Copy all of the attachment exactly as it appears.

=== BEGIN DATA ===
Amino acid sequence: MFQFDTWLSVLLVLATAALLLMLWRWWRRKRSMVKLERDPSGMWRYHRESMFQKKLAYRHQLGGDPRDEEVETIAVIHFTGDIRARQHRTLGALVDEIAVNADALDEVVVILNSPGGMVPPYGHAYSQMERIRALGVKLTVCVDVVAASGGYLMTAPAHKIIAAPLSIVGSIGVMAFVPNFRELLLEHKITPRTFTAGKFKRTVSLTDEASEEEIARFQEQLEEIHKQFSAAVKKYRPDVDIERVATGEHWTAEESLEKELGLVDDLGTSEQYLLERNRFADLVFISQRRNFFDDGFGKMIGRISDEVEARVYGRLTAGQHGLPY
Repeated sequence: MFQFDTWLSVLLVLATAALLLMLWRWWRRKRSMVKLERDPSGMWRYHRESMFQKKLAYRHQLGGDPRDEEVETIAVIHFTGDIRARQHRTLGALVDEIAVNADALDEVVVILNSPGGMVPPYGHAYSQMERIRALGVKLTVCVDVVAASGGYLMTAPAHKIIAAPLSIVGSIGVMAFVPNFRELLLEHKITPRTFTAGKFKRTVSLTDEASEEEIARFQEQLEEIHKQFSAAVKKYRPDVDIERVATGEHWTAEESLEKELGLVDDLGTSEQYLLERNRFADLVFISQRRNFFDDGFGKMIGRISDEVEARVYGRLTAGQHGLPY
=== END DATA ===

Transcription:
Amino acid sequence: MFQFDTWLSVLLVLATAALLLMLWRWWRRKRSMVKLERDPSGMWRYHRESMFQKKLAYRHQLGGDPRDEEVETIAVIHFTGDIRARQHRTLGALVDEIAVNADALDEVVVILNSPGGMVPPYGHAYSQMERIRALGVKLTVCVDVVAASGGYLMTAPAHKIIAAPLSIVGSIGVMAFVPNFRELLLEHKITPRTFTAGKFKRTVSLTDEASEEEIARFQEQLEEIHKQFSAAVKKYRPDVDIERVATGEHWTAEESLEKELGLVDDLGTSEQYLLERNRFADLVFISQRRNFFDDGFGKMIGRISDEVEARVYGRLTAGQHGLPY
Repeated sequence: MFQFDTWLSVLLVLATAALLLMLWRWWRRKRSMVKLERDPSGMWRYHRESMFQKKLAYRHQLGGDPRDEEVETIAVIHFTGDIRARQHRTLGALVDEIAVNADALDEVVVILNSPGGMVPPYGHAYSQMERIRALGVKLTVCVDVVAASGGYLMTAPAHKIIAAPLSIVGSIGVMAFVPNFRELLLEHKITPRTFTAGKFKRTVSLTDEASEEEIARFQEQLEEIHKQFSAAVKKYRPDVDIERVATGEHWTAEESLEKELGLVDDLGTSEQYLLERNRFADLVFISQRRNFFDDGFGKMIGRISDEVEARVYGRLTAGQHGLPY